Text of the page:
DEAD: ON THIS DATE
Betsy Ross (aged 84)
Person credited with making the American flag
Elizabeth Griscom Ross (January 1, 1752 – January 30, 1836), née Griscom, also known by her second and third married names, Ashburn and Claypoole,is widely credited with making the first American flag. According to family tradition, upon a visit from General George Washington, commander-in-chief of the Continental Army, in 1776, Ross convinced George Washington to change the shape of the stars he had sketched for the flag from six-pointed to five-pointed by demonstrating that it was easier and speedier to cut the latter. However, there is no archival evidence or other recorded verbal tradition to substantiate this story of the first American flag, and it appears that the story first surfaced in the writings of her grandson in the 1870s (a century after the fact), with no mention or documentation in earlier decades.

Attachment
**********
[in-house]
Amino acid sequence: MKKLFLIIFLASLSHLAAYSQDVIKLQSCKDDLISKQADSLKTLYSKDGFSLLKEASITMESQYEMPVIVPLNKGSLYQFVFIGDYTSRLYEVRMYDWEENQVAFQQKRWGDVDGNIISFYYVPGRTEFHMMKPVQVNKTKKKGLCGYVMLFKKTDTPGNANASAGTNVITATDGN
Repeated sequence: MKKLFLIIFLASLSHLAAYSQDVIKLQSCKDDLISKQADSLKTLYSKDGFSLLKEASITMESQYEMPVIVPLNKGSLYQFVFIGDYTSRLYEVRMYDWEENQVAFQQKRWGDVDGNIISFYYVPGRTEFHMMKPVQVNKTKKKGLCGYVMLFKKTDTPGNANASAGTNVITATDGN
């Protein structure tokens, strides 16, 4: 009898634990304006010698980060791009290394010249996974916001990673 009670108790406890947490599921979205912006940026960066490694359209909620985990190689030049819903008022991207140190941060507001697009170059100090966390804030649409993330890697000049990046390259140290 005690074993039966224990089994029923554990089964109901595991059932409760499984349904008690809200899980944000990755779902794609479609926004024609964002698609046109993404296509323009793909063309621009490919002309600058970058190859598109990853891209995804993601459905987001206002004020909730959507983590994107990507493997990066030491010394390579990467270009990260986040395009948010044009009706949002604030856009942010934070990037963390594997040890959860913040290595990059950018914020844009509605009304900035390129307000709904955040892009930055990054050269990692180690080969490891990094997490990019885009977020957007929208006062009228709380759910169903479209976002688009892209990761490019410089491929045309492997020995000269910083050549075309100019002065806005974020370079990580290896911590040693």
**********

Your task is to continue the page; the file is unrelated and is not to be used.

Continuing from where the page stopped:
DEATH: Ross spent her last three years living with her middle Claypoole daughter, Jane (1792–1873), in rapidly growing and industrializing Philadelphia. On Saturday, January 30, 1836, 60 years after the Declaration of Independence, Betsy Ross died at the age of 84. She was survived by five daughters with John Claypoole: Eliza, Clarissa, Susanna, Jane, and Rachel, and one sister, Hannah Griscom Levering (1755–1836), who herself died about 11 months later.
Although it is one of the most visited tourist sites in the city of Philadelphia, the claim that Ross once lived at the so-called “Betsy Ross House” is still a matter of historical academic dispute.